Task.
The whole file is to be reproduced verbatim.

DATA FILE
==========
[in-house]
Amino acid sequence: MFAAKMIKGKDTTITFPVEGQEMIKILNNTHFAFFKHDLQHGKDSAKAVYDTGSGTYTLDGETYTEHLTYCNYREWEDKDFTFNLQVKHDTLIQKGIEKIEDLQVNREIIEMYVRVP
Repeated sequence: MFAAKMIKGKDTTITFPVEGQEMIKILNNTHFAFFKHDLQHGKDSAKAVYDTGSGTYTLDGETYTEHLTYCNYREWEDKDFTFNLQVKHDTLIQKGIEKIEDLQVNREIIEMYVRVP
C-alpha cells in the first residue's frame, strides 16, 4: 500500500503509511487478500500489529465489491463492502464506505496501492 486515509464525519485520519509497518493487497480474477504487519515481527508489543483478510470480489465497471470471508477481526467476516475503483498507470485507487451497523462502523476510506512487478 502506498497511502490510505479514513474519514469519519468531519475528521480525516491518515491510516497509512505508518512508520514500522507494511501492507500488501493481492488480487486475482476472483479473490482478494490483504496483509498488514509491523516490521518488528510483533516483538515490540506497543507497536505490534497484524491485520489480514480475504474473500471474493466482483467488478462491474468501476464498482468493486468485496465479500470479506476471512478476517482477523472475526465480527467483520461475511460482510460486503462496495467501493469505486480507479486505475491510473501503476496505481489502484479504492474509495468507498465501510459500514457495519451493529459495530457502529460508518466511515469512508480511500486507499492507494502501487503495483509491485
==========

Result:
[in-house]
Amino acid sequence: MFAAKMIKGKDTTITFPVEGQEMIKILNNTHFAFFKHDLQHGKDSAKAVYDTGSGTYTLDGETYTEHLTYCNYREWEDKDFTFNLQVKHDTLIQKGIEKIEDLQVNREIIEMYVRVP
Repeated sequence: MFAAKMIKGKDTTITFPVEGQEMIKILNNTHFAFFKHDLQHGKDSAKAVYDTGSGTYTLDGETYTEHLTYCNYREWEDKDFTFNLQVKHDTLIQKGIEKIEDLQVNREIIEMYVRVP
C-alpha cells in the first residue's frame, strides 16, 4: 500500500503509511487478500500489529465489491463492502464506505496501492 486515509464525519485520519509497518493487497480474477504487519515481527508489543483478510470480489465497471470471508477481526467476516475503483498507470485507487451497523462502523476510506512487478 502506498497511502490510505479514513474519514469519519468531519475528521480525516491518515491510516497509512505508518512508520514500522507494511501492507500488501493481492488480487486475482476472483479473490482478494490483504496483509498488514509491523516490521518488528510483533516483538515490540506497543507497536505490534497484524491485520489480514480475504474473500471474493466482483467488478462491474468501476464498482468493486468485496465479500470479506476471512478476517482477523472475526465480527467483520461475511460482510460486503462496495467501493469505486480507479486505475491510473501503476496505481489502484479504492474509495468507498465501510459500514457495519451493529459495530457502529460508518466511515469512508480511500486507499492507494502501487503495483509491485